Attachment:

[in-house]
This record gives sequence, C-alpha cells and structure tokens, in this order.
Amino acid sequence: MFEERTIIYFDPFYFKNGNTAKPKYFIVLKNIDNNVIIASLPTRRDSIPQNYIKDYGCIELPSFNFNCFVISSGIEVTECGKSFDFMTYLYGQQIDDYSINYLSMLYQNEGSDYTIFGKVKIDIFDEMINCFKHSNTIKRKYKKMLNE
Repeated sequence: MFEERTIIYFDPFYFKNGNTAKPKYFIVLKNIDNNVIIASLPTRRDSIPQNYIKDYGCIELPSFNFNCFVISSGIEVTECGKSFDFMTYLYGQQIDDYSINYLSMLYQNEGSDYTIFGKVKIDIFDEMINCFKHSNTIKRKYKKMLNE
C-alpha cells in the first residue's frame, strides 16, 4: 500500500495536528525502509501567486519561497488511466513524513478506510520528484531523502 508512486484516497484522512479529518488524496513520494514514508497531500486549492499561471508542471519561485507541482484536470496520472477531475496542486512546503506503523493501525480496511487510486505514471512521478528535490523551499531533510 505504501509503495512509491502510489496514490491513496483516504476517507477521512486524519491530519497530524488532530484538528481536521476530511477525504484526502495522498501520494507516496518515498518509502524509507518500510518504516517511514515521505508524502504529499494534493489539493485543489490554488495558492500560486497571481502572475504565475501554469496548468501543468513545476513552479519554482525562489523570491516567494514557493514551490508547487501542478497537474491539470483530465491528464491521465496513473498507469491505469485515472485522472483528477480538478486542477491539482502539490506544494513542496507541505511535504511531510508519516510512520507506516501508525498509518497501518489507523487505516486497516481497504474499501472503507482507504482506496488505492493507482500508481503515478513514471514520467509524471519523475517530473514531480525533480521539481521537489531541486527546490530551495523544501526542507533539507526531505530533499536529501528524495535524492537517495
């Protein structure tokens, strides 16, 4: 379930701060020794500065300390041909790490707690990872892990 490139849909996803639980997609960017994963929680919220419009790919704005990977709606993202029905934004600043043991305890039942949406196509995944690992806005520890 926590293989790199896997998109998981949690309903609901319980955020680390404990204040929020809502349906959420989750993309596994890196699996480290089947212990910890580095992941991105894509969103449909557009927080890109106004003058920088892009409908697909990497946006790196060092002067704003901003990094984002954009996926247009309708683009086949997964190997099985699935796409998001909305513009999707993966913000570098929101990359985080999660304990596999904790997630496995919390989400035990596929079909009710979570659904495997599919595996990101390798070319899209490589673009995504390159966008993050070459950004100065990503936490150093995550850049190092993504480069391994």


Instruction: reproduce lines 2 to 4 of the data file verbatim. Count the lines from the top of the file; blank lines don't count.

This record gives sequence, C-alpha cells and structure tokens, in this order.
Amino acid sequence: MFEERTIIYFDPFYFKNGNTAKPKYFIVLKNIDNNVIIASLPTRRDSIPQNYIKDYGCIELPSFNFNCFVISSGIEVTECGKSFDFMTYLYGQQIDDYSINYLSMLYQNEGSDYTIFGKVKIDIFDEMINCFKHSNTIKRKYKKMLNE
Repeated sequence: MFEERTIIYFDPFYFKNGNTAKPKYFIVLKNIDNNVIIASLPTRRDSIPQNYIKDYGCIELPSFNFNCFVISSGIEVTECGKSFDFMTYLYGQQIDDYSINYLSMLYQNEGSDYTIFGKVKIDIFDEMINCFKHSNTIKRKYKKMLNE